In the domain of wanting to upgrade my skills, I attended WiNGS (Workshop in Next Generation Sequencing) at UNC-Charlotte which was good as far as it went, but too short to really get any mastery over the software and techniques involved in next-generation sequence analyses (but several fantastic talks). I also took a MOOC in social network analysis that was interesting, but still feels a bit beyond me at this point. I am still trying to ‘get’ software that is now standard use in academia.

All of this feels like movement though it feels uncertain that it really is. I am gradually learning new things, or at least exposing myself to some new horizons. I even bought into the Adobe Creative Cloud and been using that for various projects both work and non-work related. Mostly teaching myself how to use a few of the software packages; they’re probably do far more powerful things than I will likely ever use them for, but getting into some photoshop/graphic design is fun for me, even if I’m not great at it (yet). More learning.

I also participated in a lot of the Finch and Pea (specifically Josh Witten’s) twitter hash tag games putting science into popular culture. I mention this because it’s just one of the most fun things I have contributed to. And I suppose I can claim it was practice in honing my wit. Though other people are amazingly witty.

What’s next?

That brings me to where I am now. Working on my science in the lab still, though science is not something I see myself doing in the long term or even being a full time academic. However, the skills required of an academic are still the ones I naturally gravitate toward liking/using. I like to teach (though I haven’t had opportunity to do it lately), to communicate— via keyboard mostly, but have gotten a lot better in person. Hopefully my writing has improved and my point gets across better than in the past.

Just where do I go from here? I am still not sure. Am I even ‘enough’ to do anything in this world? And what projects will be both help me grow? These are still questions and I still need to explore.

My new mission is to start a blog to talk about the science more than the culture of science (who knows if that new project will go anywhere). I’ll likely never fully abandon speaking about the people that do science and how we can improve the enterprise of doing science.

And of course, I’ve maintained this blog throughout the year and that’s still a fun activity for me even though I worry about sharing my thoughts with the world sometimes. Two of my favorite posts this year are the tour of NEB I got to take (fantastic place and people there— seriously consider using their products) and reviewing a book on the academia-industry transition.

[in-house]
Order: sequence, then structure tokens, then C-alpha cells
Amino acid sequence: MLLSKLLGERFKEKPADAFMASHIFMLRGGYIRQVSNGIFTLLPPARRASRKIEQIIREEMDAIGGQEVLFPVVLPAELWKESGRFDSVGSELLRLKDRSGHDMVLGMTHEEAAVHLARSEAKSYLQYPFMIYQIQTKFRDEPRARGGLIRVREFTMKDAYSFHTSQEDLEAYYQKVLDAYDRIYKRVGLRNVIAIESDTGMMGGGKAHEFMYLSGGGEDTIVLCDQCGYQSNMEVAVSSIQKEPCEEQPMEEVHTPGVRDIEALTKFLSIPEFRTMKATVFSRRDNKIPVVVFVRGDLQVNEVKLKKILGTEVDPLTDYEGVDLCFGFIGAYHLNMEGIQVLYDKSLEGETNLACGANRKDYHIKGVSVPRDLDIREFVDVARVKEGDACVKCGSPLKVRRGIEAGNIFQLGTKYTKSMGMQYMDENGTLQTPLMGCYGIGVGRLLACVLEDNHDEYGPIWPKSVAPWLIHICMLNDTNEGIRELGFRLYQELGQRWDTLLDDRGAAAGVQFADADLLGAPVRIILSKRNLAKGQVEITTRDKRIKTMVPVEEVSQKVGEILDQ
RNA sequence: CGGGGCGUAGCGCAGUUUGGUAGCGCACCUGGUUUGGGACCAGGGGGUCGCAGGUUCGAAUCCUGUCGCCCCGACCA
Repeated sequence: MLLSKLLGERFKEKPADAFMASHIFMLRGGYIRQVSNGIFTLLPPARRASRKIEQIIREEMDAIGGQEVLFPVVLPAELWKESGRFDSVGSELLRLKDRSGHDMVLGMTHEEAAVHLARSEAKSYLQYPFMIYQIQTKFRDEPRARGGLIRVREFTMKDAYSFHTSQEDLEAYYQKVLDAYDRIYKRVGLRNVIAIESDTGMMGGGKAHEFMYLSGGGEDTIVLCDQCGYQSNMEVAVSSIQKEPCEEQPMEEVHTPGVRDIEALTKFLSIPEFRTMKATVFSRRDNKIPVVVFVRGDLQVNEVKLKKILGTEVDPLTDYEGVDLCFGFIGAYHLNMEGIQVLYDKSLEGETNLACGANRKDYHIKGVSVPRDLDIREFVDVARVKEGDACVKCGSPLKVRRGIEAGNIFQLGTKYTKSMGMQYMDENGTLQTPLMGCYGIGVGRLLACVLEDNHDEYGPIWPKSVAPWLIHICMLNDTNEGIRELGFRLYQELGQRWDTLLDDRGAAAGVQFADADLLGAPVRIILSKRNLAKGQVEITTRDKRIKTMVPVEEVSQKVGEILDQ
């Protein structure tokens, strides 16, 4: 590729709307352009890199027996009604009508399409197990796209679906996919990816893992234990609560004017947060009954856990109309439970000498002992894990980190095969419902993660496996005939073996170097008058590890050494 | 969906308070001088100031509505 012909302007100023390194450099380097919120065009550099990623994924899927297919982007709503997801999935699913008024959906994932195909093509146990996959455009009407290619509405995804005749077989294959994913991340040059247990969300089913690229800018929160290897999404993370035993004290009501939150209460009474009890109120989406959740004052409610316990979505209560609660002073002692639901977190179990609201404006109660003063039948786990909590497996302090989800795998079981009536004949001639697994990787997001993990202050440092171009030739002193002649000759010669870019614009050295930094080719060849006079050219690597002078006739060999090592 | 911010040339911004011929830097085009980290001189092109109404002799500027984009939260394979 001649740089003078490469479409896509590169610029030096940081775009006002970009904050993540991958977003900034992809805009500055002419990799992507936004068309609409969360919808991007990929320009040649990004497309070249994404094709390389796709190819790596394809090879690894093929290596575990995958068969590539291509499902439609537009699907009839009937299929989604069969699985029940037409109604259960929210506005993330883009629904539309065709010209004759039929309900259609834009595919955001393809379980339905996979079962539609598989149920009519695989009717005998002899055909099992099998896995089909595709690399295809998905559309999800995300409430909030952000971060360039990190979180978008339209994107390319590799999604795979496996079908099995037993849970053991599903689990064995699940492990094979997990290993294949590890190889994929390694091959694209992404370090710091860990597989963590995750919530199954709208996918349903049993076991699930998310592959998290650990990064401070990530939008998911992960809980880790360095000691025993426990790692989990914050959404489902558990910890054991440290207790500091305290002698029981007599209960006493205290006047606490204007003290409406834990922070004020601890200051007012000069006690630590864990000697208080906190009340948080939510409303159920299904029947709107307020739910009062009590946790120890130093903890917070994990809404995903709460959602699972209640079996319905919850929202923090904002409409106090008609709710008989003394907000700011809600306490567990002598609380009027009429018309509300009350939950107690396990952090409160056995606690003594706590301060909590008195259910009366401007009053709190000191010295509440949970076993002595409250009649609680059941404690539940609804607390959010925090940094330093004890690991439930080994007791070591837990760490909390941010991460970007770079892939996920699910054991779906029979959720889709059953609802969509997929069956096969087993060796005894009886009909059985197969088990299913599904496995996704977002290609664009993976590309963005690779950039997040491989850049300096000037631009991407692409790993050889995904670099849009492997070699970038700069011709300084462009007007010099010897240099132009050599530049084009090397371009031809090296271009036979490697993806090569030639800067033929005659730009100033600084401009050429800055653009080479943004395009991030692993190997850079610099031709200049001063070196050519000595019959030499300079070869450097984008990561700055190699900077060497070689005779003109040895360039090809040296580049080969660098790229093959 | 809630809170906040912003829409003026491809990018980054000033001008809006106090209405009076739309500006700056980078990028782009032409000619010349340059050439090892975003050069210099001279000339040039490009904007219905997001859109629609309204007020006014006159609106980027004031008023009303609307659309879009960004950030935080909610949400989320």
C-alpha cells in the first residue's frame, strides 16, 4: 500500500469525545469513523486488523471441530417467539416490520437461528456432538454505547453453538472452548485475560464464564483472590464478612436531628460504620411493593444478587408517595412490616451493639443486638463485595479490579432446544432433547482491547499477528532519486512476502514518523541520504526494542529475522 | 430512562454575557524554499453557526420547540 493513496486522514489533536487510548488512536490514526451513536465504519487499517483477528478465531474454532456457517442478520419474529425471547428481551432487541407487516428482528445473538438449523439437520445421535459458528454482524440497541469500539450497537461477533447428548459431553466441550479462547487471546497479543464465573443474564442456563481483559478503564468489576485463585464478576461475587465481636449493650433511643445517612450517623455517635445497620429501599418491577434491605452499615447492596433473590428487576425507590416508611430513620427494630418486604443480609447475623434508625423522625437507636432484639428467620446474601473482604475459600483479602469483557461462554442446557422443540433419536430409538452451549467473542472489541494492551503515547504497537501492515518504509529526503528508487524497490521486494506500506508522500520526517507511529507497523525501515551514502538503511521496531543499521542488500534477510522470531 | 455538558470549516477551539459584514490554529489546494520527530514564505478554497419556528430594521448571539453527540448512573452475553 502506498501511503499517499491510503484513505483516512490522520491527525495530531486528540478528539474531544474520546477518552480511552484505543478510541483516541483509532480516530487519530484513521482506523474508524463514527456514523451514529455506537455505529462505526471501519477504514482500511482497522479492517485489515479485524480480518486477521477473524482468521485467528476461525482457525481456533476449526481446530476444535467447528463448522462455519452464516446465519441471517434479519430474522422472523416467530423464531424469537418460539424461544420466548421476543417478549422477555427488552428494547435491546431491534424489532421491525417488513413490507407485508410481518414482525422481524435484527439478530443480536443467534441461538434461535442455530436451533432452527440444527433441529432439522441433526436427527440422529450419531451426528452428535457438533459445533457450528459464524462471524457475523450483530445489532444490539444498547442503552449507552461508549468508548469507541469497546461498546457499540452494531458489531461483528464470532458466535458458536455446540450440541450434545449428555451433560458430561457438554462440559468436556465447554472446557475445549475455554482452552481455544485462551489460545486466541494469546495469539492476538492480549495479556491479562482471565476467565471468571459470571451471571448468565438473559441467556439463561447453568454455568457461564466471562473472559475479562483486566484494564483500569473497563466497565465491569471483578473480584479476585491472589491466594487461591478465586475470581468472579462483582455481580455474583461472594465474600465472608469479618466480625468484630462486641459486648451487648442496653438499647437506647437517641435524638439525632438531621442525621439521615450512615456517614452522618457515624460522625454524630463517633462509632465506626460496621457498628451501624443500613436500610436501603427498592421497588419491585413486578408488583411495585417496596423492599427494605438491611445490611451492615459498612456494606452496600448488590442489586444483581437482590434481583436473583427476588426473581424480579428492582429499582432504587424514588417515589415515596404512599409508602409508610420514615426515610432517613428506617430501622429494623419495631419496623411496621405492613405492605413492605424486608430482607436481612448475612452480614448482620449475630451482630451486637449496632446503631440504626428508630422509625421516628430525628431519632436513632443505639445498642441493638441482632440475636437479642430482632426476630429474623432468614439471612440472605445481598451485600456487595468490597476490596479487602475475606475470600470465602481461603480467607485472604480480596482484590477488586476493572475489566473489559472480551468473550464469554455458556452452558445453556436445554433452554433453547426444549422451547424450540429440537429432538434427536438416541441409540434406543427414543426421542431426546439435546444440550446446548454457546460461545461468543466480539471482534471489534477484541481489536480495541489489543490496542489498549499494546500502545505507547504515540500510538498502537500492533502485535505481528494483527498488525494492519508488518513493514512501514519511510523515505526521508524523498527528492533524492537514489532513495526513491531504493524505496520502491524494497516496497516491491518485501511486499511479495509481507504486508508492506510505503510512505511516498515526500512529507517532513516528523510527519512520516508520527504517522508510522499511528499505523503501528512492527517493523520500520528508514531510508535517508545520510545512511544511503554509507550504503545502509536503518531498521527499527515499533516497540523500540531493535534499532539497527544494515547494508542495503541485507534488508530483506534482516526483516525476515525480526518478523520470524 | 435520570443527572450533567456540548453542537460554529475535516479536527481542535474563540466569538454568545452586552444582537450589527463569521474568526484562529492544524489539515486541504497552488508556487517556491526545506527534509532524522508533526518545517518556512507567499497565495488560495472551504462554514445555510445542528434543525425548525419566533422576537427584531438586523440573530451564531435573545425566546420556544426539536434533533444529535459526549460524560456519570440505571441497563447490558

I know I get things wrong. I am not so sure that my voice is even needed in the world. Other people say similar things to bigger audiences than I do. And for all the connecting I’ve done this year, I still feel disconnected. Like I don’t know how the world works. I still feel like I’m on an island, not deeply connected. Just where do I go from here? I am still not sure. Am I even ‘enough’ to do anything in this world? And what projects will be both help me grow? These are still questions and I still need to explore.

Final Meditations

I had the pleasure of seeing John Hodgman perform live. The last few years, he’s had a theme of post apocalypse existence and meditating on just what existence means, why we’re here anyway and just who we are and what our value is as humans. First, he was very entertaining and fun. And it made me think about my value, just what’s important to me and how I can best do it as we all have limited time to do things and accomplish them. Other than what’s cited above, I’m not sure I have a good answer and still struggle to define what value I bring to the world. While I don’t feel embarrassed to exist anymore (as I really did when I was deeply depressed), I also haven’t gotten to a point where I can confidently say ‘I am a valuable person and here’s what I am about, here’s my contribution that I am making’. Ideally that contribution is some sort of work I can get paid to do (whether a passion of mine or not, but something that I am engaged with).

Getting moving again was important. Getting exploring was important. Starting to use the resources available to me was important— much more of the same needs to happen. Perhaps I’ve started a spark that can grow into a small fire.